In Submarine Warfare in the Civil War, Mark Ragan, who spent years mining factory records and log books, brings this little-known history to the surface. The hardcover edition, Union and Confederate Submarine Warfare in the Civil War, was published to wide acclaim in 1999. For this new paperback edition, Ragan has revised and updated the text to include the full story of the Hunley's recovery and restoration.
 

Recommended Reading: The Rebel Raiders: The Astonishing History of the Confederacy's Secret Navy (American Civil War). From Booklist: DeKay's modest monograph pulls together four separate stories from the naval aspects of the American Civil War. All have been told before but never integrated as they are here. The first story is that of James Bulloch, the Confederate agent who carefully and capably set out to have Confederate commerce raiders built in neutral England. The second is that of the anti-American attitudes of British politicians, far more extreme than conventional histories let on, and U.S. Ambassador Charles Francis Adams' heroic fight against them. The third is a thoroughly readable narrative of the raider Alabama and her capable, quirky captain, Raphael Semmes. The final story is about the Alabama claims--suits for damages done to the U.S. merchant marine by Confederate raiders, which became the first successful case of international arbitration. Sound and remarkably free of fury, DeKay's commendable effort nicely expands coverage of the naval aspects of the Civil War.

 

Recommended Reading: The Confederate Navy in Europe. Description: The Confederate Navy in Europe is an account of the Confederate officers and officials who went on missions to Britain and France to buy ships for the CS Navy, and to support CSN operations on the high seas, such as commerce raiding. Spencer tells the story of how some officers rose to the occasion (some did not) and did a lot with limited resources. Continued below...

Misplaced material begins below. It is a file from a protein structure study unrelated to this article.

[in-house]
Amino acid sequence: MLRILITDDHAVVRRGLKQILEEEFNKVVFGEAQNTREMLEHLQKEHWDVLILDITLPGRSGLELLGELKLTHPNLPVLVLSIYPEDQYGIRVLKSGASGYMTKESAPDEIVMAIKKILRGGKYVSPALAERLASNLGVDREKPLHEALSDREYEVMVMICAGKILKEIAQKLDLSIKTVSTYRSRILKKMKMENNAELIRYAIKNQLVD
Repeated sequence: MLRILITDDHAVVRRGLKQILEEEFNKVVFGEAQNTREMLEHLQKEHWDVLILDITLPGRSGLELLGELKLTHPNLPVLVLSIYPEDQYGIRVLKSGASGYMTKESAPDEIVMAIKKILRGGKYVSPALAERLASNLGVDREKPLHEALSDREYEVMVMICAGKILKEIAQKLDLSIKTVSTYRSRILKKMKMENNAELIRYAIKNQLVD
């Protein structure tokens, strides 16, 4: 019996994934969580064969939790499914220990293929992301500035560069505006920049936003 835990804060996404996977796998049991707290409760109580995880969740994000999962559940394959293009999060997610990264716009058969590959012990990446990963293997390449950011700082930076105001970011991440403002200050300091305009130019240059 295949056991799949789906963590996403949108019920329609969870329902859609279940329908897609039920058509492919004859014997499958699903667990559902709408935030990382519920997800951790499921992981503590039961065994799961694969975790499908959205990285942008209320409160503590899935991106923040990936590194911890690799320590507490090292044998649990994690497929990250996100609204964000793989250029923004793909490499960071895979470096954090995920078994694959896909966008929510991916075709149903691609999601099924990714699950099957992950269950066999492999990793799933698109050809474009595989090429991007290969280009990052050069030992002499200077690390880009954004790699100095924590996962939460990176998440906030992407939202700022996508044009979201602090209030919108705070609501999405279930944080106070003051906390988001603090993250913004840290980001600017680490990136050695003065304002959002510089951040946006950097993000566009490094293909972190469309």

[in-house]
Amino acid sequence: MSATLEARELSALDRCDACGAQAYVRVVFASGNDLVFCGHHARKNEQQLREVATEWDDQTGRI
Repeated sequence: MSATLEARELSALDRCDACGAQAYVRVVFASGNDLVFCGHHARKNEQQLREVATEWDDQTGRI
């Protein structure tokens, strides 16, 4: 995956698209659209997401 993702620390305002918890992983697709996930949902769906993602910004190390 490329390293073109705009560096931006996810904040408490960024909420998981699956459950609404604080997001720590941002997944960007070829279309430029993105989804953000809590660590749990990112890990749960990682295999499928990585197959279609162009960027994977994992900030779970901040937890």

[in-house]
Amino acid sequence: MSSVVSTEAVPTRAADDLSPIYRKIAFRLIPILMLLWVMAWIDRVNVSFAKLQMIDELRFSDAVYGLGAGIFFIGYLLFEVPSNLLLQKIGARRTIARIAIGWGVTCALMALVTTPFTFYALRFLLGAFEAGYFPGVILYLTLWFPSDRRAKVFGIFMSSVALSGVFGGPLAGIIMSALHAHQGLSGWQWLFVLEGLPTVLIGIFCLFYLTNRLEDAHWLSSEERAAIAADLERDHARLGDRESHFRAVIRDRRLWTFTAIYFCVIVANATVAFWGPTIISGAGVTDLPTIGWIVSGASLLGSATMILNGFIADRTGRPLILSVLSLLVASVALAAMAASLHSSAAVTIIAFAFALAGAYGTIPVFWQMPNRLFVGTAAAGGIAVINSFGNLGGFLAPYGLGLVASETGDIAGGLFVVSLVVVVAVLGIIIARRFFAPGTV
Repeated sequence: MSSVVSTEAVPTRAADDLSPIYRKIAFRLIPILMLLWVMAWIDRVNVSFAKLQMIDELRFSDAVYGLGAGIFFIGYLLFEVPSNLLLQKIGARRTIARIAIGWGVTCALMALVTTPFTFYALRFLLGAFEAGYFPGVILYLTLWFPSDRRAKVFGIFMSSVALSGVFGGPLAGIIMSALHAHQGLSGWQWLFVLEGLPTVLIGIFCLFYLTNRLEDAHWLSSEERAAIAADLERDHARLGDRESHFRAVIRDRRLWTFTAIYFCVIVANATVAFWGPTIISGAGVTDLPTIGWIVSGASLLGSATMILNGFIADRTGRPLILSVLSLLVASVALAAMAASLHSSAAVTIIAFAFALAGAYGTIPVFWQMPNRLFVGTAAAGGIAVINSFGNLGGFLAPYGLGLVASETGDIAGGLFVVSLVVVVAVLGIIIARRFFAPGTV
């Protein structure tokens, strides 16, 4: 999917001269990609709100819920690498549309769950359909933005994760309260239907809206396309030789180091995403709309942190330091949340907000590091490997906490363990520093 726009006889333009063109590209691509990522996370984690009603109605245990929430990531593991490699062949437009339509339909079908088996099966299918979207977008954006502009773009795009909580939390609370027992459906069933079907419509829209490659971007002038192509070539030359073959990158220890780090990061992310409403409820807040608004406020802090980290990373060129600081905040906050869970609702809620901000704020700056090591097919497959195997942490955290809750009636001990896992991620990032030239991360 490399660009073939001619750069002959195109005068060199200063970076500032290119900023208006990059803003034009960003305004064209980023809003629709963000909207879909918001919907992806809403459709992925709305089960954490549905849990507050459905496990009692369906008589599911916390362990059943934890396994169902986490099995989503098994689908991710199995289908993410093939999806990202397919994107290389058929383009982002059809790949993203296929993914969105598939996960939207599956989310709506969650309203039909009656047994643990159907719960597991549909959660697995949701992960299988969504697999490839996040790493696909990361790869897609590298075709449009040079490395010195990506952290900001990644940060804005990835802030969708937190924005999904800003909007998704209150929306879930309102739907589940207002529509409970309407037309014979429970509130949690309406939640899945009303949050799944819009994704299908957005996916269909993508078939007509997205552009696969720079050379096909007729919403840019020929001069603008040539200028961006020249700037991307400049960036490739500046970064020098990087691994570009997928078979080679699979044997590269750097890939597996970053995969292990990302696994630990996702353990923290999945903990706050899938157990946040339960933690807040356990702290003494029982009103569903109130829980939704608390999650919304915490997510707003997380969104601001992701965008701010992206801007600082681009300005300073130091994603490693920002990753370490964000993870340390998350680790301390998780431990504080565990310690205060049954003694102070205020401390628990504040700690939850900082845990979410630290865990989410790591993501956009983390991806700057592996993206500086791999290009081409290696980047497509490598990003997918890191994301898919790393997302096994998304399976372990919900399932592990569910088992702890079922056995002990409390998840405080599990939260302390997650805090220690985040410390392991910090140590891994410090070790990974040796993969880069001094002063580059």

The majority of the ships ordered never reached America. Shipbuilding takes time, and as the war dragged on the European powers were persuaded by Confederate battlefield misfortunes and US diplomatic pressure that it was most expedient to deny the sales of such innovative designs as ocean-going ironclads. Like other out-manned and out-gunned powers, the CSA did have to resort to ingenuity and innovation.
 

Recommended Reading: Naval Strategies of the Civil War: Confederate Innovations and Federal Opportunism. Description: One of the most overlooked aspects of the American Civil War is the naval strategy played out by the U.S. Navy and the fledgling Confederate Navy, which may make this the first book to compare and contrast the strategic concepts of the Southern Secretary of the Navy Stephen R. Mallory against his Northern counterpart, Gideon Welles. Both men had to accomplish much and were given great latitude in achieving their goals. Mallory's vision of seapower emphasized technological innovation and individual competence as he sought to match quality against the Union Navy's (quantity) numerical superiority. Welles had to deal with more bureaucratic structure and to some degree a national strategy dictated by the White House. Continued below...